Sunday, May 15, 2011

Elections and Bulls

We have recently had the sacred ploughing ceremony, in which sacred white bulls predict the annual harvest by choosing between different concoctions of grain.

It's a lovely ceremony, though I doubt whether the cost of rice futures is much influenced by the bulls' predictions.

I wonder whether they could be trained, instead, to predict the result of an election?  The paper today says there are four real possible outcomes: a big win for the current government, a big win for the opposition, or a squeaker which will throw the balance of power to the little parties who will then tilt the balance either towards, or away from, the current batch of people.  The four possible results come with various levels of predicted protests by redshirts, yellowshirts, and the like.

The traditional barometer of Thai politics is the taxi driver, but I've not taken one in a month or so because I do have a driver.  I asked him who would win the election.  He is, after all, far more capable of an informed opinion than a bull, however sacred.  He said, "Oh, it's obvious.  No one will win, and everyone will be unhappy with the result."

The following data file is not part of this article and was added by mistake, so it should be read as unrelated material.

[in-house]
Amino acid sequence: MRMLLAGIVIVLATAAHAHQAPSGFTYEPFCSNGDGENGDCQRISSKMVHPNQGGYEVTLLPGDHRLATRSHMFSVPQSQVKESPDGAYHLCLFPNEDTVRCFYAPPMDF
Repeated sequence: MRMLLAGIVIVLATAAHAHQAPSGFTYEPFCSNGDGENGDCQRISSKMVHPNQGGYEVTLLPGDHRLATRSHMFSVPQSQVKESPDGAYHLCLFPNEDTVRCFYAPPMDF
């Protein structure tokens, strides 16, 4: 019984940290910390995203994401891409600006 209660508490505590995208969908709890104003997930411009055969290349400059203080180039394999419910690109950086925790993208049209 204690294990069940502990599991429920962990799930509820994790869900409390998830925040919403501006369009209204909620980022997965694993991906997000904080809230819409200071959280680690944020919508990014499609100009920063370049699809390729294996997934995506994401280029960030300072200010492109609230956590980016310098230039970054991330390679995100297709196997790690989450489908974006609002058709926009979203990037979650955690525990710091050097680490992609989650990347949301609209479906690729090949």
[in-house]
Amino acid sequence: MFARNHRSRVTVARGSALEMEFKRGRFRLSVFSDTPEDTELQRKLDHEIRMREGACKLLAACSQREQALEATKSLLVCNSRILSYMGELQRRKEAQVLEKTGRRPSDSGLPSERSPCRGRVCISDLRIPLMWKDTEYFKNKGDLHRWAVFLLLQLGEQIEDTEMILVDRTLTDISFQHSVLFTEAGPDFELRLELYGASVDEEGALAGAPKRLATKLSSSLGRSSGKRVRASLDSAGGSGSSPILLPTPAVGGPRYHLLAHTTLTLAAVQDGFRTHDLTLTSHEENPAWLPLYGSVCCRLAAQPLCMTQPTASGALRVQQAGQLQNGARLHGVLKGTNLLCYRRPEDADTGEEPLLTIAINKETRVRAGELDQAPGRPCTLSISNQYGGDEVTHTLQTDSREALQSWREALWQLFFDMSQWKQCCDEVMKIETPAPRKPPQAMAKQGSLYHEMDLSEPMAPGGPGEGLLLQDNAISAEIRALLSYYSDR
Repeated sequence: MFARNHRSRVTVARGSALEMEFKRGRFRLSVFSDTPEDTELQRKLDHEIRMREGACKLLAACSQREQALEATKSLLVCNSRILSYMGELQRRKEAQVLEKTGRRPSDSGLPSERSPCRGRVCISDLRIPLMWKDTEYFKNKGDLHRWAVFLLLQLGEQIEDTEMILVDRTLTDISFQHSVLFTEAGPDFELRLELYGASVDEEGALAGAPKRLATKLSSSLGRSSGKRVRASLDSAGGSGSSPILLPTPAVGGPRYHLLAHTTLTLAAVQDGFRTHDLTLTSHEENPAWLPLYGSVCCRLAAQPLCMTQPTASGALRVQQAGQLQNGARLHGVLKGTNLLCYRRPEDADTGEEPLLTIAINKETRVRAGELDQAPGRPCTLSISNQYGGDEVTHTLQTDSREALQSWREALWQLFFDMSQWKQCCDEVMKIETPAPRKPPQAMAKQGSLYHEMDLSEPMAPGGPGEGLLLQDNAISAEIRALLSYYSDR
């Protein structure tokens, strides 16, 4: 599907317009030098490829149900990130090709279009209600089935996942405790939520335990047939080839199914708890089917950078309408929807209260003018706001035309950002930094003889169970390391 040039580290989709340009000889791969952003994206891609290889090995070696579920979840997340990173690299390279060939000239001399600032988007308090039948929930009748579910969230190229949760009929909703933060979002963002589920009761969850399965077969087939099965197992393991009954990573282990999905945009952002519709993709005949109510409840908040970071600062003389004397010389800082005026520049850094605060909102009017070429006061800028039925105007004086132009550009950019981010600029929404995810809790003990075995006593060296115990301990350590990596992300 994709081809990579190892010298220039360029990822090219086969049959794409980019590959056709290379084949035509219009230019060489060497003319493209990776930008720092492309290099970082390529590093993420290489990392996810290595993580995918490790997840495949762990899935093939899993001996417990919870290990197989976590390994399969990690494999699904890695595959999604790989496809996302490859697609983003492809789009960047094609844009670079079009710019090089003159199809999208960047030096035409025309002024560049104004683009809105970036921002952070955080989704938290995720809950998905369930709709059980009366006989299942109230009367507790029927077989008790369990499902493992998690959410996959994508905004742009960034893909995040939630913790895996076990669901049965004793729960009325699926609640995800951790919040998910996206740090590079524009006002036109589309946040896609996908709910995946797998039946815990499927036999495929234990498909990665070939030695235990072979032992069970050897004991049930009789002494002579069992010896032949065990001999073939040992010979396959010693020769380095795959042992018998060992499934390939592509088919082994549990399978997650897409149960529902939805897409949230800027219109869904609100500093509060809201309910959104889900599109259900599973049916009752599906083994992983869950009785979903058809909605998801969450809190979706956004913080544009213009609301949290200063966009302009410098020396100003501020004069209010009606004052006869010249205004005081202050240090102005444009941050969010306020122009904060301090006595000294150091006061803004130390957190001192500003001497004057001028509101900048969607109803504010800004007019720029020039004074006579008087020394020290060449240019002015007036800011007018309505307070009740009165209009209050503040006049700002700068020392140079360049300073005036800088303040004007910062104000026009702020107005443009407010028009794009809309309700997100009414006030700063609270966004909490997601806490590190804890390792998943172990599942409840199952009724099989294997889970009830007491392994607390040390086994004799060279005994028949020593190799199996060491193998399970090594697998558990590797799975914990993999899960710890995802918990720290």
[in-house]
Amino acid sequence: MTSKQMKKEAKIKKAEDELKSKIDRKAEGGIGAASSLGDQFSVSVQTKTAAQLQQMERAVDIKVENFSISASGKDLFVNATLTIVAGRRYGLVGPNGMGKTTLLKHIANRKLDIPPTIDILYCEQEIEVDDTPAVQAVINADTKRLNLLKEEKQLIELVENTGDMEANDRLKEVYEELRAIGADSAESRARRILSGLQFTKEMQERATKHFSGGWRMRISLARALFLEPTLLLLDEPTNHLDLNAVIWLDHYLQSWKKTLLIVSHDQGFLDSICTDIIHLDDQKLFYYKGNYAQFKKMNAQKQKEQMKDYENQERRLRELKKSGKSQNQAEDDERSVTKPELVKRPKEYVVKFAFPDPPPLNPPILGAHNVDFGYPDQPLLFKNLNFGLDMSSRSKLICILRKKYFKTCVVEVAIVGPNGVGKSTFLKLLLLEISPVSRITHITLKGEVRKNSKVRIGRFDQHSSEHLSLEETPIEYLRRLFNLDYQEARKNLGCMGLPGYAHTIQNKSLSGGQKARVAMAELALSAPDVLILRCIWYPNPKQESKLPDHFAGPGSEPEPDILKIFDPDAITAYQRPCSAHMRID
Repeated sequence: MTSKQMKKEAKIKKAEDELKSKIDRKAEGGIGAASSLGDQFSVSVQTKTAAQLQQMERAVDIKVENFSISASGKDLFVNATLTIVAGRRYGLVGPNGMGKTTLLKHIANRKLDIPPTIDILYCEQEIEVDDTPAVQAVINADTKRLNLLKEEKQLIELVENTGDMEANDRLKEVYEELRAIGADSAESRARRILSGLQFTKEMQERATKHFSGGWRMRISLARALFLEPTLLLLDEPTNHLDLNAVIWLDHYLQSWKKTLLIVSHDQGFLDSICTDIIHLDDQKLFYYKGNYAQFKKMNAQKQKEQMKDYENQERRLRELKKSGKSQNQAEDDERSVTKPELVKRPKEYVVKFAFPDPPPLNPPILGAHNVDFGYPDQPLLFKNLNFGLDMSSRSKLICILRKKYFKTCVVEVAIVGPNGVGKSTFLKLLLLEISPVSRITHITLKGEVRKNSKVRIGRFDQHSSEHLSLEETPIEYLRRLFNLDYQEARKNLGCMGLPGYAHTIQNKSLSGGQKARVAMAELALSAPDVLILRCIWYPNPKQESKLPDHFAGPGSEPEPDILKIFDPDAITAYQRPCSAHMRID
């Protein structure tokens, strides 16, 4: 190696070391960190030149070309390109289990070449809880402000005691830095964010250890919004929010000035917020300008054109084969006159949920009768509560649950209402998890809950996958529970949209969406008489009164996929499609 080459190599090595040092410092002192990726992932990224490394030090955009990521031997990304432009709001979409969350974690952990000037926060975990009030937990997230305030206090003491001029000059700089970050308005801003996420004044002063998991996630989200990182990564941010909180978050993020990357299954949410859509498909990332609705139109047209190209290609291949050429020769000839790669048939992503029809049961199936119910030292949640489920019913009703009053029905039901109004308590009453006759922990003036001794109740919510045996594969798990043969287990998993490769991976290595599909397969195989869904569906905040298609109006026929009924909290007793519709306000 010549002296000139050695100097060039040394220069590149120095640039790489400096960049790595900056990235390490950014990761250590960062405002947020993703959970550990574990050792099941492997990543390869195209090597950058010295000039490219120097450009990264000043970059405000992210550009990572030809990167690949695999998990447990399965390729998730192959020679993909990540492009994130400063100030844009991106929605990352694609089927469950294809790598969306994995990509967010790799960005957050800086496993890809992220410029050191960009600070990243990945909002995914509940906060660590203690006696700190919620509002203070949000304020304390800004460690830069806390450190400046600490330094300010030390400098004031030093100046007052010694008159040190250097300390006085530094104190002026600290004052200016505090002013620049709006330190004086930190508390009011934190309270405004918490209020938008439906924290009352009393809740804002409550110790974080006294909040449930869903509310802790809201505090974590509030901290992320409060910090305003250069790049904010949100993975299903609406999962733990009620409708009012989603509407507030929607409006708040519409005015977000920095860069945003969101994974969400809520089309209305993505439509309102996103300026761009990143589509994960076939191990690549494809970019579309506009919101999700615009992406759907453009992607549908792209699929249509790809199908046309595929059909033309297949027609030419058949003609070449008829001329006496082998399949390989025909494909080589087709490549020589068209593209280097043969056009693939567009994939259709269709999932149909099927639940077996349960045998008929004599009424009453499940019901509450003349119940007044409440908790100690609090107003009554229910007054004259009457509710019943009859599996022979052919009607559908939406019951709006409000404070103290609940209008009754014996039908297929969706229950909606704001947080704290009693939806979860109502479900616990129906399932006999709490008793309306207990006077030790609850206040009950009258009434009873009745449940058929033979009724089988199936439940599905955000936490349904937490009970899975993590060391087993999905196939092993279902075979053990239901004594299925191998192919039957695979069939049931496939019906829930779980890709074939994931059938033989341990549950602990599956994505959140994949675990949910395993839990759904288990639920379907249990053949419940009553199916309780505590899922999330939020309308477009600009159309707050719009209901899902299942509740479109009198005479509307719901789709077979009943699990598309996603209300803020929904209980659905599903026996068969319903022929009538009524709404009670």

My housekeeper, Pa Daeng, who I praised as a hero of the proletariat last year for making up her own mind and going off to a political rally, recently, while I was away for the weekend, sold the set of La Boheme to a scrap metal merchant and skipped town with a couple of my microwaves and an electric fan.  I am probably the only opera intendant in history to whom this has happened — I mean having an opera set sold off for scrap metal by his housekeeper — though I probably won't list it among the "hstory-making" achievements in my resume.

When the dragon's neck was delivered to Beirut instead of Bayreuth, I believe that Wagner made do with a neckless dragon.  I've had to make do with a messy house, slightly less inconvenient than a neckless dragon in the scheme of things.  Luckily, the set of La Boheme doesn't need to be used in some time so there's time to find an alternative.  Perhaps the next production of La Boheme will be set in one of the sets that we still have.  Bluebeard's Castle, for instance.  It would certainly be interesting to set La Boheme in Dracula's hangout, which that set was designed to imitate.

With the venerable Post and my driver both hedging their bets, it's tough for me to make any sort of prediction myself.  One can always hope, however, that all these politicians will grow up and start looking at the big picture.

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